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MBI offers specialized expertise in aquatic and terrestrial biological assessment, monitoring, and technical evaluation. Our goal is to assist our clients toward better management, restoration, protection, and improvement of our nation’s natural resources. MBI also offers specialized training in aquatic resource ecology, evaluation, and restoration, as well as personalized training to meet the unique needs of individuals and organizations.
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MBI Releases New Primary Headwater Data

Author: Chris O. Yoder and Edward T. Rankin


Analysis of the Probabilities of the Classification of Small Headwater Streams as Primary Headwater Habitat (PHWH) and Warmwater Habitat (WWH) in Southwest Ohio

As part of a series of analyses of the attainability of aquatic life uses in small headwater streams in Ohio, MBI analyzed a regional dataset based on recent assessments in southwestern Ohio watersheds. Specifically this analysis focuses on small headwater streams that are at the “boundary” of watershed sizes between Primary Headwater Habitat (PHWH) and Warmwater Habitat (WWH) streams as each is defined and designated by Ohio EPA. Ohio EPA developed the PHWH methodology as a technique for evaluating and classifying the existing uses of small headwater streams that do not harbor fish assemblages capable of meeting the biocriteria for the WWH use designation as codified in the Ohio WQS (Ohio EPA 2002a). While there is no watershed size threshold that can accurately predict whether a stream will be capable of supporting either PHWH or WWH, “rules-of-thumb” have emerged and generally include a 1.0 mi.2 threshold for screening purposes. Some of these thresholds are being considered for routine use in regulatory applications such as 404 Nationwide Permits and without the benefit of vetting with actual site-specific monitoring data. One major problem is that biological and habitat data sufficient to determine the difference between PHWH and WWH (or any of the other Ohio aquatic life use tiers) is generally not collected in streams of this size thus leaving a significant knowledge gap to determine whether or not such rules-of-thumb are accurate or appropriate.

As part of intensive watershed monitoring conducted in the greater Hamilton County area of southwest Ohio, MBI routinely includes sufficient biological and habitat data collection in small headwater streams with some sites <0.5 mi.2 in drainage area. Furthermore, data was collected in a manner that allowed for a determination of whether a stream had the potential to attain one of the WWH aquatic life use tiers or if the existing use is more appropriately PHWH. This was performed at any stream site of <2.5 mi.2 based on the early Ohio EPA studies that resulted in the development of the PWHW classification scheme (Ohio EPA 2002b). Since 2011 a total of 96 stream sites of <0.5-2.5 mi.2 were sampled following this approach in the Mill Creek, Little Miami River, and Great Miami River study areas (Table 1). A fourth study area that includes similarly sized tributaries to the Ohio River mainstem were sampled in 2014, but those results have not yet been analyzed. The determination of the appropriate and attainable use designation was performed by Level 3 Qualified Data Collectors under project study plans approved by Ohio EPA. The techniques of data analysis and assignments of aquatic life use designations are the same as that practiced by Ohio EPA1 . Table 1 summarizes the results of this analysis.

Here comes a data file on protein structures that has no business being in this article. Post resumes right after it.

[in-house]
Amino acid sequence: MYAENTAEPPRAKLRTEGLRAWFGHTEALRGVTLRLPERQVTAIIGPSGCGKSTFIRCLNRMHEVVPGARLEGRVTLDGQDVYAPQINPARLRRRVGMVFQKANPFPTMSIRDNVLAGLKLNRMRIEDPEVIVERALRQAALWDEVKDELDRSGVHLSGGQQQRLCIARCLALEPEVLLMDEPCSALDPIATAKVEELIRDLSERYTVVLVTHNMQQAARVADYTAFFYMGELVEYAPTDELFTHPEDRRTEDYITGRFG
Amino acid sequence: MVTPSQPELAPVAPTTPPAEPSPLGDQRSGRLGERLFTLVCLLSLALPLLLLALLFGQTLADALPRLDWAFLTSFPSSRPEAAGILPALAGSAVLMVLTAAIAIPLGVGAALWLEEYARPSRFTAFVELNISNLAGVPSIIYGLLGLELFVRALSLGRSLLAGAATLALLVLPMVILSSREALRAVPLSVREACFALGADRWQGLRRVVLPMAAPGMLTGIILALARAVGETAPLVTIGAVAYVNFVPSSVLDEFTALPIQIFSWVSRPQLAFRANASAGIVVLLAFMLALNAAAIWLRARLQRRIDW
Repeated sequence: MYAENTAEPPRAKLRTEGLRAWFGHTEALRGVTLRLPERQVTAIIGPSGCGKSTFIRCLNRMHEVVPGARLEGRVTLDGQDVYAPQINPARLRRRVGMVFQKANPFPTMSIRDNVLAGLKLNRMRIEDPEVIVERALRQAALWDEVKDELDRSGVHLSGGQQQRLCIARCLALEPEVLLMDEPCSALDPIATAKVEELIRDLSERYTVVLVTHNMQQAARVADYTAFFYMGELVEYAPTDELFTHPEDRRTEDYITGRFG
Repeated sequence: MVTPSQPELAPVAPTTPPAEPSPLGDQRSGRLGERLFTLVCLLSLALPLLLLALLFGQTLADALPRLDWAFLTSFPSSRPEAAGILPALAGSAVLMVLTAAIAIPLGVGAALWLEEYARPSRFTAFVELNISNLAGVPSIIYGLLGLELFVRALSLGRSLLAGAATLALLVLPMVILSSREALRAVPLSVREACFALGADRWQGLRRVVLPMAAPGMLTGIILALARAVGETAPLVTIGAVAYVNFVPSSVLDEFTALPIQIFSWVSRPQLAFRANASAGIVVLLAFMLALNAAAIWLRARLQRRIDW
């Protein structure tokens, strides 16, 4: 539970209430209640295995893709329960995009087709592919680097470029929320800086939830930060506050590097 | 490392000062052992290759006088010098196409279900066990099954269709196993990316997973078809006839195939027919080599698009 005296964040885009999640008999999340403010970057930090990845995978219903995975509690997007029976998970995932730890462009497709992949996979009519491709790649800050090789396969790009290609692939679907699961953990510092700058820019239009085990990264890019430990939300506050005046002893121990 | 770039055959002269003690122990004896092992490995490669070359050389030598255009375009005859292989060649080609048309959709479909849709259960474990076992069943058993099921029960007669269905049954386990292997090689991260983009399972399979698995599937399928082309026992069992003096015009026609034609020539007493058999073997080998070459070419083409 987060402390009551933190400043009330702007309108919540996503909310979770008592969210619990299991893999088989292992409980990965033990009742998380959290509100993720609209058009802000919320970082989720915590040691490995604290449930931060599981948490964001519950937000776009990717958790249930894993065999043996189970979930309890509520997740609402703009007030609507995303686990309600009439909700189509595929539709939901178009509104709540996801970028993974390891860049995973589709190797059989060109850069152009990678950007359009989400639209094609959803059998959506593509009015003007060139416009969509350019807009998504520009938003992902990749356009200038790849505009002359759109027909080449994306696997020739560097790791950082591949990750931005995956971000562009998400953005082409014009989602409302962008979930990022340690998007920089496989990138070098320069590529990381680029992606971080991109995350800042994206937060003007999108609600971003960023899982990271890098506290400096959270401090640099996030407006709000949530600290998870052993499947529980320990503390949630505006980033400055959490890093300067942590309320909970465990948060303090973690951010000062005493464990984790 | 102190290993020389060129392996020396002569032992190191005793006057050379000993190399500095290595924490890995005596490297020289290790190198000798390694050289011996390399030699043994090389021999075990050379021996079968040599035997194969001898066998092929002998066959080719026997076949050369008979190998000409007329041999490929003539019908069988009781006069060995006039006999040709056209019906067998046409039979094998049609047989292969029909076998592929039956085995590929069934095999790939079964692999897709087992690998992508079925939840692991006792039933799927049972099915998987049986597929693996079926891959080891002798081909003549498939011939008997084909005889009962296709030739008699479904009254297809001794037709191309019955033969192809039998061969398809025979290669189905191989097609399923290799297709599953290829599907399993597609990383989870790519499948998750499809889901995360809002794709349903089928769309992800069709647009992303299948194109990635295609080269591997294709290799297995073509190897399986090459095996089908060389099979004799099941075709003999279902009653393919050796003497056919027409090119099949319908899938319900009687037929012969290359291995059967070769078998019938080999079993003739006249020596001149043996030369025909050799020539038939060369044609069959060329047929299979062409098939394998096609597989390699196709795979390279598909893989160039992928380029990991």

1 Watershed assessment reports are available at: http://www.msdgc.org/initiatives/water_quality/index.html

The results are reported in 0.5 mi.2 increments of drainage area and by each of the three major watershed areas and as a total across all areas. The number of sites in each drainage area panel, the number that were assigned the WWH use designation, and the number that were assigned to the PHWH existing use classification are depicted in Table 1. The PHWH existing use assignments are further stratified as PHWH Class 1, 2, and 3. The attainment status of the WWH designated sites are indicated as full/partial/non-attainment in terms of observed attainment of the attendant numeric biocriteria for fish and macroinvertebrates.

Table 1. Results of the analysis of 96 small headwater stream sites of <0.5-2.5 mi.2 in southwest Ohio for the Primary Headwater Habitat (PHWH) existing use classification or the Warmwater Habitat (WWH) use designation.


Overall, 53 of the 96 sites (55.2%) were designated as having WWH potential either because the biological results indicated attainment of the WWH biocriteria or the habitat assessment indicated WWH potential even though the biological data indicated partial or non-attainment. The remaining 43 sites were classified as PHWH existing use Class 1, 2, or 3. More than one-half (53.5%) of these sites were classified as PHWH 3A which means that aquatic salamanders and sufficient macroinvertebrate taxa were observed. Seventeen (17) sites were classified as PHWH 2 (lacking salamanders) and only 3 sites as PHWH Class I, which is due to ephemeral flows, but which retain sufficient channel characteristics. None of the 96 sites were considered to warrant designation as Limited Resource Waters (LRW), although this use designation applies to some larger and highly modified stream segments in the Mill Creek and Little Miami study areas. At least one formerly designated LRW headwater stream segment was changed to PHWH as a result of the focused watershed assessments. In this case, the LRW designation was based on an upstream extrapolation from a single sampling site located downstream. This example illustrates the importance of having sufficient data collection and spatial resolution in the sampling design. PHWH existing use classifications were more frequent in the smaller drainage area panels and were included in all of the drainage area panels. WWH was assigned in all of the panels including those <0.5 mi.2 and <1.0 mi.2.